The latest Formula One row over cheating rumbles on. In 2021 it was the flexible wing which Mercedes were upset about resulting in the FIA changing the test it used for wing rigidity. Now the argument has moved towards flexible floors.
Toto Wolff believes certain teams Red Bull and Ferrari in particular have been touting the regulations as he briefed the media this week stating, “Some teams have skids that actually disappear when the car hits the bottom [of the ground],”
“The reason for skids is that they are the limitation of how much [wear] you can have. If the skid can disappear miraculously into the floor, that is clearly against the regulations.
“Then the second thing is there is a plank that can deflect, or that basically also moves away more than the tolerance should be.”
The Mercedes boss explained the regulation only allows for a movement tolerance of “one millimetre, and if a plank moves away many more millimetres up into the car, obviously, you gain some performance there too.”
The regulation for the tolerance is actually two millimetres, but hey was 100% difference between friends?
The FIA have since Silverstone changed their rules around how the planked is mounted to the floor of the car and the regulation was intended to take force from the next race in France. However, to allow teams to redesign what is a crucial aspect of their cars downforce – the enforcement will only take place from the Belgium GP after the summer break.
Toto Wolff is unhappy over the delay. “I would like it to happen immediately because it can have a performance impact.”
Christian Horner was asked about Wolff’s accusations and replied dismissing them outright. “That’s total rubbish. Total rubbish. I think we’re getting issues mixed up here.”
“Maybe he’s referring to, I don’t know, cars that are around him at the moment. I have no idea, but I have absolutely no issues or concerns on our floor.”
The flexifloors and disappearing plank would allow the car to run closer to the ground and create more downforce, yet the RB18 has a visible ride height much greater than the Mercedes, even to the naked eye.
However, Red Bull engineer Paul Monaghan told Autosport, “I don’t think we could ignore it [The new TD]; that would probably be a little naive on our part.”
“Some new constraints are being applied. We have not long had the data from Silverstone to see how our interpretation of it compares with that of the FIA.”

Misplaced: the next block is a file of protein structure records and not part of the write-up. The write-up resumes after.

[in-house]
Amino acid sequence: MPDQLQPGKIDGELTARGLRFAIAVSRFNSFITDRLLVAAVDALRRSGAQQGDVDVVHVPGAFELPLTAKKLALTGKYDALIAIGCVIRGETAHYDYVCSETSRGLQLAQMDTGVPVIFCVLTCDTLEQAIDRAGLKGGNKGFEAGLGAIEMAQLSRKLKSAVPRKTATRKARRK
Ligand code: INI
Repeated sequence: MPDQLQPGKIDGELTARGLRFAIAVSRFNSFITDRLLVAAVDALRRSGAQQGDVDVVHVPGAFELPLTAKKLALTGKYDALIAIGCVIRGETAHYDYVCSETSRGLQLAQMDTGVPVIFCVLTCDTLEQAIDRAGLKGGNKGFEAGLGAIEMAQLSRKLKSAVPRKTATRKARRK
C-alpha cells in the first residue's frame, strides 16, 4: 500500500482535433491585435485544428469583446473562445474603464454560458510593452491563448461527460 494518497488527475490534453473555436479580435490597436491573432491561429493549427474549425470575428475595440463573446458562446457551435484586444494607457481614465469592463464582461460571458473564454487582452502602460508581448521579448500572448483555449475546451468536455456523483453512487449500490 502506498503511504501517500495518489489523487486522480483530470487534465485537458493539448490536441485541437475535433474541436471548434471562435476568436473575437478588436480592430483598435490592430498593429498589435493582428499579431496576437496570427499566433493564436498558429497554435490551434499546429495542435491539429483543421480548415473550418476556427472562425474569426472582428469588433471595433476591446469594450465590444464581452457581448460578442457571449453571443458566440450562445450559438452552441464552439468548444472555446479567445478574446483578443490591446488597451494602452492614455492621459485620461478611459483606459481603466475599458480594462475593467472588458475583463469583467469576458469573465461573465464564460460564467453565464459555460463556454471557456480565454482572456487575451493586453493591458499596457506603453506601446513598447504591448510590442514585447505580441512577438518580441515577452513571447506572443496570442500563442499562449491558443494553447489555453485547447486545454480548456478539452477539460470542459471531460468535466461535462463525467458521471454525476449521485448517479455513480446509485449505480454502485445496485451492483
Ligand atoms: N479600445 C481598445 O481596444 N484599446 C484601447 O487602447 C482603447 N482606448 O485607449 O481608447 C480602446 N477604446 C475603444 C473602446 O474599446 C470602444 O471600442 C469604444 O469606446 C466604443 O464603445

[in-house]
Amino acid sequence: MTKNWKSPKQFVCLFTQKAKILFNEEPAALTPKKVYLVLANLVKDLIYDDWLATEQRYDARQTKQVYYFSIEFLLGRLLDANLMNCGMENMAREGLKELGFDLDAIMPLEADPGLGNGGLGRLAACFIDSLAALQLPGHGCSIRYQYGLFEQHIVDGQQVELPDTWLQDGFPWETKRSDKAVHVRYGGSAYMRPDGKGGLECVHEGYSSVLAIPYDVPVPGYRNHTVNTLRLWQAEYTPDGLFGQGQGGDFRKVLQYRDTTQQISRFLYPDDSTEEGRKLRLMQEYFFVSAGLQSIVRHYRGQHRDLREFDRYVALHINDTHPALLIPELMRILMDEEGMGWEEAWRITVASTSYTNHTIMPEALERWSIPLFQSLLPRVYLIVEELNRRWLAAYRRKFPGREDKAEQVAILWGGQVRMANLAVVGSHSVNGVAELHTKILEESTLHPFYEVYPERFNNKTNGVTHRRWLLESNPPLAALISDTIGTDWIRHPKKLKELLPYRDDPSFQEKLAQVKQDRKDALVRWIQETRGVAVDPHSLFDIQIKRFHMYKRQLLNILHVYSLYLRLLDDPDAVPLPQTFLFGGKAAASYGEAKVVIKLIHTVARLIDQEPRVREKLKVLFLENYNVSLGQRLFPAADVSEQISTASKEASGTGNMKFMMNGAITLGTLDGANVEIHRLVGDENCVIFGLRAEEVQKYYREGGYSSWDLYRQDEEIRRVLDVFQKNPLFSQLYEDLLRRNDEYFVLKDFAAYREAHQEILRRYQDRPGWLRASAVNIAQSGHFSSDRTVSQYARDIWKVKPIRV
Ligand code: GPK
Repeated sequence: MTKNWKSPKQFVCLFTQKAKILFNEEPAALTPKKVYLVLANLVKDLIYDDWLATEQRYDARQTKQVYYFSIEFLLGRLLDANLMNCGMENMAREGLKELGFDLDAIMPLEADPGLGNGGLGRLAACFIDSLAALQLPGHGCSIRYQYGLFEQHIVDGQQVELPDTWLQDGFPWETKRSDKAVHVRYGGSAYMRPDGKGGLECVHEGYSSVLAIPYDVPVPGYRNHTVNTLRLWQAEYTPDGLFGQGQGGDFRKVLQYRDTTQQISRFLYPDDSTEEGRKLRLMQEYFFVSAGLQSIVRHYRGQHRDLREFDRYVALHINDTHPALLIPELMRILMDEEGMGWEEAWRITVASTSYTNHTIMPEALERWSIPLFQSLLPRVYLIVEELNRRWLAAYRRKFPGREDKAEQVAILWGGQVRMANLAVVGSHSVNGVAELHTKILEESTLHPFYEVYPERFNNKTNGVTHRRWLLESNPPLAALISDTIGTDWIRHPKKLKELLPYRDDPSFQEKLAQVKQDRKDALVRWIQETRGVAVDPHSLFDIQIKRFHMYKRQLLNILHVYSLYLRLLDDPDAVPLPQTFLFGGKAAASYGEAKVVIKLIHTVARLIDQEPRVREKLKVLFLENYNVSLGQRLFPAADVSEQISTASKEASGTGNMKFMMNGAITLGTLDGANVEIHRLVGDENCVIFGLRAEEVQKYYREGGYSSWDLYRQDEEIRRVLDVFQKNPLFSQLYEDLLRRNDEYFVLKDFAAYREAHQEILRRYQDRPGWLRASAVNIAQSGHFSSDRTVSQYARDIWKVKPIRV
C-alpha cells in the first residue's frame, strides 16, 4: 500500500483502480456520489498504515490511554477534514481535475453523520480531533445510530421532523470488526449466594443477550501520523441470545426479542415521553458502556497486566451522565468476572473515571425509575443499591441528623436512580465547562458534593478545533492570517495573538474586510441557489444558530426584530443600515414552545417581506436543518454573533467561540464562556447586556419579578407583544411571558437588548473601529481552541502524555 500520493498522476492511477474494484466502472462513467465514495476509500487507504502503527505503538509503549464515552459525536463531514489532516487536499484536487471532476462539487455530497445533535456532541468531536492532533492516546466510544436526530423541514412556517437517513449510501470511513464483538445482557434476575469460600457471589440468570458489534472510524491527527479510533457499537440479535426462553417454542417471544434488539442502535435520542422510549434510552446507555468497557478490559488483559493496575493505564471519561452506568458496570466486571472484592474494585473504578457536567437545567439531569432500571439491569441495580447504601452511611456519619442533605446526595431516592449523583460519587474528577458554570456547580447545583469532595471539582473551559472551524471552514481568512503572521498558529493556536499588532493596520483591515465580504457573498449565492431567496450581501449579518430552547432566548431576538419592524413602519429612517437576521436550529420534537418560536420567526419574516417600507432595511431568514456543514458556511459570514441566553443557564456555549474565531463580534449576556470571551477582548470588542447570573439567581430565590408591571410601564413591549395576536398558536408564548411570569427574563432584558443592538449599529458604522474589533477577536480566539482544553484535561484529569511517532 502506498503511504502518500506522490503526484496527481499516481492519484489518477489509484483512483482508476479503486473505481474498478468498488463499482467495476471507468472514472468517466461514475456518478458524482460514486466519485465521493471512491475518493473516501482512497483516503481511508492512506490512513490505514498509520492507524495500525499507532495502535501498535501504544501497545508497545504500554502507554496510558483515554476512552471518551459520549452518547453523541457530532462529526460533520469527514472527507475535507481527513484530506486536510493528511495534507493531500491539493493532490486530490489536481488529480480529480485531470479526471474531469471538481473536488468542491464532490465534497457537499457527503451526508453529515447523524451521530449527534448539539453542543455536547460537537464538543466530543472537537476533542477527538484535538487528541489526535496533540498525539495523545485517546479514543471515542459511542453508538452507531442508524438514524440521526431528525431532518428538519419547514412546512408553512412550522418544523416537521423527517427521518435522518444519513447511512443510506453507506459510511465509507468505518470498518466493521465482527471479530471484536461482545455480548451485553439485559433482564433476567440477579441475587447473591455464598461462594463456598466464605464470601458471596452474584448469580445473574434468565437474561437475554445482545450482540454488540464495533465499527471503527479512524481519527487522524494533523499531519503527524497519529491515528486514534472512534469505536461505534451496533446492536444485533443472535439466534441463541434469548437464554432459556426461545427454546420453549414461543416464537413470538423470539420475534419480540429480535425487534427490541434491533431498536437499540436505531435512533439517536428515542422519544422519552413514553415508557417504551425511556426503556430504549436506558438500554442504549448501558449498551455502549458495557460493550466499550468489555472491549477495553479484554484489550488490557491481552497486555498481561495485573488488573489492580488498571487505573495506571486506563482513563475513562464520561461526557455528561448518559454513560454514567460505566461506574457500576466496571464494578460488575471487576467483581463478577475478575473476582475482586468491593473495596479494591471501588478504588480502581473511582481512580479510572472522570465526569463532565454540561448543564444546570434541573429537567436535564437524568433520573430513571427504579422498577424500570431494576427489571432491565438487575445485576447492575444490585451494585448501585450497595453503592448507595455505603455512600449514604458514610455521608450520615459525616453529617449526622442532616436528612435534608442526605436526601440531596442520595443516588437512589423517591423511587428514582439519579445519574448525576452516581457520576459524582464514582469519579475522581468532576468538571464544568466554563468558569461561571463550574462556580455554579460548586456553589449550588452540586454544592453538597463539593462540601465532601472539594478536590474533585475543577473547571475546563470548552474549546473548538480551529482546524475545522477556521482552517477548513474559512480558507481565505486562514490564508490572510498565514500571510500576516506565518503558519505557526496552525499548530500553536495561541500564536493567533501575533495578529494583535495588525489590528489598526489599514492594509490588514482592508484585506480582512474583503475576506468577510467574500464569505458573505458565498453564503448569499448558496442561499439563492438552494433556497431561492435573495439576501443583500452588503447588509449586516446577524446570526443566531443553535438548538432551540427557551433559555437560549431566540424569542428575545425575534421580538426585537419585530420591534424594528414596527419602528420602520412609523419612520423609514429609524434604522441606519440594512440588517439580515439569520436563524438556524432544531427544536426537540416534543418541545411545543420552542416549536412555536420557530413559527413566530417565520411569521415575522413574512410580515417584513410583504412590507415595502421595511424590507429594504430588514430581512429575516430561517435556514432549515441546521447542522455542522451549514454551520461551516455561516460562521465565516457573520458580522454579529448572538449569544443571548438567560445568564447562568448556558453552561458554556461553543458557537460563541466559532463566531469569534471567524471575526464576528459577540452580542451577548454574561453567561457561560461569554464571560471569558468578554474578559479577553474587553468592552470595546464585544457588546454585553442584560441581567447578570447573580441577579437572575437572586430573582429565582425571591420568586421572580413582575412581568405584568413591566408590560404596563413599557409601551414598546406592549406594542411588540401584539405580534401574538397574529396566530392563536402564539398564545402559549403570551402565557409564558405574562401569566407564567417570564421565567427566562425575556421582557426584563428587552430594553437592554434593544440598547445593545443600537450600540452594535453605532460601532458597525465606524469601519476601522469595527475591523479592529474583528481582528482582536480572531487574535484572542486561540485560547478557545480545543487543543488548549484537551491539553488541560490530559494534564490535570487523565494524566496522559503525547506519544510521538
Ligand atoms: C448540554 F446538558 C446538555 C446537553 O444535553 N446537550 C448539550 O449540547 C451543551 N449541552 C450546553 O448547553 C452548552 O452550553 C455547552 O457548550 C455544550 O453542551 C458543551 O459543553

The teams and the FIA have been collecting data since the Canadian GP to measure vertical oscillations in the cars. The two data sets need to be compared to ensure the teams understand the new maximum metric to be applied to the bouncing of their cars.
This is one reason the introduction of the Technical Directive was delayed.
Monaghan continues, “So we’ll undertake that first. And then whether we’re more effective or not than the others, that’s really for the others to determine.
“The only thing we can control is our two [cars]. And if we change and adopt and fulfil the FIA’s AOM criteria, that’s our job done. The trick for us will be if there are changes that are required, and they cost you performance, is to minimise that.
“Otherwise, we need to carry on doing what we’re doing, and keep the car as quick as we can. It’s a judgement relative to our opposition rather than outright lap time for us.”
The Red Bull engineer’s comments are interesting and imply the team will have to make changes following the new technical directive.
However the most bizarre aspect of this whole saga is the attitude of the FIA. The initiated this process under the banner of driver safety. It appears certain teams have found loopholes in the regulations which could make their cars less bouncy – and therefore less of a danger to the drivers health.
Yet instead of leaving the loophole in place and encouraging others to use it to reduce their oscillations, the slam the door shut on it creating stiffer cars more likely to bounce.